reading outside while laying in the grass

35 Tough Life Lessons That Ultimately Increased My Happiness

Welcome back for day 15 of my Happy.Healthy.Whole Project (HHWP)!

If you’re just tuning in, see what it’s all about and catch up on the previous days HERE.

As you may or may not know, my birthday is coming up at the end of the month. And if you read many blogs, you might have noticed an obligatory birthday post trend: XX lessons I learned by the age of XX.

So, with it being my first birthday as a blogger, I thought I’d better partake (why not?).

However, I’ve put a little twist on the standard post to help it fit with my October theme of happiness – hence 35 Tough Life Lessons That Ultimately Increased My Happiness.

Alright, let’s do this (before I get any older)!

35 tough life lessons that I learned the hard way but made me happier in the long run
Don’t have time to read now? Pin for later!

35 Tough Life Lessons That Ultimately Increased My Happiness

1 – It is okay to ask for help.

I have always been a very independent person. I think that my mother would vouch for the fact that from a young age, I took pride in doing things myself. But asking for help doesn’t make you weak, in fact, it takes strength to ask for help.

2 – Don’t be your own worst enemy.

For most of my life, at least until my late 20’s I was always the person that was hardest on myself – my own worst critic. No matter what I did, or how hard I worked, I was never pleased with the outcome. I think I lost a lot of years of happiness that way.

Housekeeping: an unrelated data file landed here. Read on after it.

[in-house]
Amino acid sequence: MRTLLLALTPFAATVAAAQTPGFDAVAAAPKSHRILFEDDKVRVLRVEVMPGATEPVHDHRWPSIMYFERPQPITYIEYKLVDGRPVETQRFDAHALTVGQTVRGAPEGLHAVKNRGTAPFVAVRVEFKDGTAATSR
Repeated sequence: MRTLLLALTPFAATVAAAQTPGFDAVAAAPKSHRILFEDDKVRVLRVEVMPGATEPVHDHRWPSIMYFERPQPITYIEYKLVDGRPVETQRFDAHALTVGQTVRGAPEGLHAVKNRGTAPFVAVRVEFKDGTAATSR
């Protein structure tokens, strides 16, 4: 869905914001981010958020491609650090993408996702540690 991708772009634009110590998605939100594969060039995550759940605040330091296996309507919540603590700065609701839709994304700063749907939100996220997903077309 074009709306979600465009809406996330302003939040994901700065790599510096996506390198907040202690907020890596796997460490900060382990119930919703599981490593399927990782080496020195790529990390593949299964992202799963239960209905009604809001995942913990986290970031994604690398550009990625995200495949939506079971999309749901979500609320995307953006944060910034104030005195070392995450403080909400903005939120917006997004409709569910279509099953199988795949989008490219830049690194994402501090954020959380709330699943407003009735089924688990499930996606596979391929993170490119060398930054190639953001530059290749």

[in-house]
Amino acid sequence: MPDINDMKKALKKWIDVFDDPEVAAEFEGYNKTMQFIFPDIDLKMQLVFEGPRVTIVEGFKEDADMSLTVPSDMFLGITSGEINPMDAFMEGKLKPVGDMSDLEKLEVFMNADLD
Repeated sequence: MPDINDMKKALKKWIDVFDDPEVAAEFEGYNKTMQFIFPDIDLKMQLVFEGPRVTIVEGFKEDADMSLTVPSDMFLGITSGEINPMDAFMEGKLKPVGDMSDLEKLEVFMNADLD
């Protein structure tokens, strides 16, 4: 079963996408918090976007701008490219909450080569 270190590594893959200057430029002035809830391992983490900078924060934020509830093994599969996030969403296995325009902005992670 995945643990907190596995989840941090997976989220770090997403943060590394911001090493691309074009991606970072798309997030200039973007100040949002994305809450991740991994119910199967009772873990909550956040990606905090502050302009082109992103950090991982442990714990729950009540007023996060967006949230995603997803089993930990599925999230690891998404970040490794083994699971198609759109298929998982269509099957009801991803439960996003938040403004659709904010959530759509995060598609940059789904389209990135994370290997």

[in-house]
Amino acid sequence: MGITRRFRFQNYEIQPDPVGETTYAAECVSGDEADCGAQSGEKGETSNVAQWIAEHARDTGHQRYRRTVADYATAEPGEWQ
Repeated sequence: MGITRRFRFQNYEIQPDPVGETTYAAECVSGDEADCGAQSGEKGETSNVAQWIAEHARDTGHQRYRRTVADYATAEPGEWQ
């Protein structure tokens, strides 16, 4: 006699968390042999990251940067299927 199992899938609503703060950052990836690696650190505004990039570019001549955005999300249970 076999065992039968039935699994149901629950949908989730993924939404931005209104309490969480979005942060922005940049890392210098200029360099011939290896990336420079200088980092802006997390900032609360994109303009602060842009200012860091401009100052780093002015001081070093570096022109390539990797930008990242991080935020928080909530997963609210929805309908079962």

3 – Don’t beg for anyone’s affection.

If you have to beg for someone’s affection, they don’t deserve your love.

4 – Everyone is capable of happiness.

Some people may have a genetic disadvantage when it comes to being happy (like some people are naturally less athletic), but that doesn’t mean that everyone isn’t capable of being happy. It just means that they might have to work a little harder at it than other people.

[Related: My Epiphany: How I Completely Changed My View Of Happiness]

5 – You can’t choose what happens to you, but you can choose how to react to it.

Research by Psychologist Sonja Lyubomirsky has shown that about 50% of happiness is genetic, 10% is due to our life circumstances, and 40% is due to our behaviors. We can’t change our genetics, there’s only so much we can do about our circumstances, but we can always choose our behaviors.

6 – If you’re unhappy, make a change.

If something makes you unhappy – change it. Few things in life are permanent. If you’re unhappy in a job, find a new one. If you’ve always wanted to do something do it. I quit a good paying, steady job to move to a place I’d never even visited 2,500 miles away to start a job in an entirely different industry, and made a ton of new friends, and even fell in love in the process!

7 – If you don’t love yourself, it’s hard for anyone else to either.

You will be much more fun to be around if you like who you are as a person. Instead of trying to find love to make you happier, try to become happier and let love find you.

8 – People pleasing won’t get you anywhere in life.

Growing up, I was always a people pleaser. I think I felt that I needed their approval. So I would go out of the way to try and make them happy, but it usually turned out that both they and I ended up unhappy. 

9 – A day spent in nature is never wasted.